A California immigrant spends his weekends crossing into Tijuana to meet with his wife and two small children. He has been married to his wife since 2002 when the two wed in Los Angeles, but she has since been barred from living in the United States until 2018 because she has twice been stopped for illegally crossing the border.
The immigrant now fears for the safety of his family. He has met with a variety of politicians in hopes that changes in the law can make it possible for the entire family to live together in the United States.
Similar families have been separated for very similar reasons. Despite being a family member of a legal immigrant here in the United Sates, individuals can be barred from citizenship for up to 10 years for crossing violations.
The 1996 immigration reform bill that mandates these sorts of bars does include hardship exceptions. But these exceptions pertain only to very specific circumstances where the immigrant was already here illegally and was not making multiple border crossings, and the family member has now been barred from the United States. As of March, the hardship waiver rules will be somewhat loosened, but the changes will not help all immigrants that have been separated from their families.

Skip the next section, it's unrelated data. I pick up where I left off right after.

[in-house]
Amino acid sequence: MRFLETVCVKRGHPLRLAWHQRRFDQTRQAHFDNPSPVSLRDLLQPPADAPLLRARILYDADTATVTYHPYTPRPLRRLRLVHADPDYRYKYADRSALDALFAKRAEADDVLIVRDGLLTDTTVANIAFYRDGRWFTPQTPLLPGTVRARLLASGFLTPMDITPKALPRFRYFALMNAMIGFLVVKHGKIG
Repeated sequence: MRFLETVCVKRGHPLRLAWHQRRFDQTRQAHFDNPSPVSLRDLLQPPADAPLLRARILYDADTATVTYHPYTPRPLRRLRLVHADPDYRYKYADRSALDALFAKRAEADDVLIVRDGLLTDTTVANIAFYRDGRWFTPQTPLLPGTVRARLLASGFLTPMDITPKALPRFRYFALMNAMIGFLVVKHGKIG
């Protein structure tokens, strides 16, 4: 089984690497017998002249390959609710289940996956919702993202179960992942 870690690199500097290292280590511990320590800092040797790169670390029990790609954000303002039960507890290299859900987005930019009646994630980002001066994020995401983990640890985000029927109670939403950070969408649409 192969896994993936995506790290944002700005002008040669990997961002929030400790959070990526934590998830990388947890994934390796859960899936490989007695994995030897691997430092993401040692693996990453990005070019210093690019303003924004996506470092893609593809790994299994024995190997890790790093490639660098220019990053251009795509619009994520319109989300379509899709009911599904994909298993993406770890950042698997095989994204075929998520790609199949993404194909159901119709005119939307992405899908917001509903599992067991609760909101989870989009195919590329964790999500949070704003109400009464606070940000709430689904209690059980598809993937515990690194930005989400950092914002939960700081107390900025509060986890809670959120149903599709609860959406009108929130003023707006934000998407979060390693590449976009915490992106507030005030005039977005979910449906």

For individuals that are seeking hardship waivers, it's an extremely good idea to consult with attorneys that thoroughly understand immigration laws. The case must be made by immigrants that they will comply with all laws, but that can often be difficult because of the numbers of laws that one can unknowingly violate.
Source: Mercury News, "California family torn apart by 1996 immigration law plead with Congress," by Susan Ferriss, Feb. 15, 2013
- Information regarding family-based immigration is contained at our Orange County, California attorneys' webpage.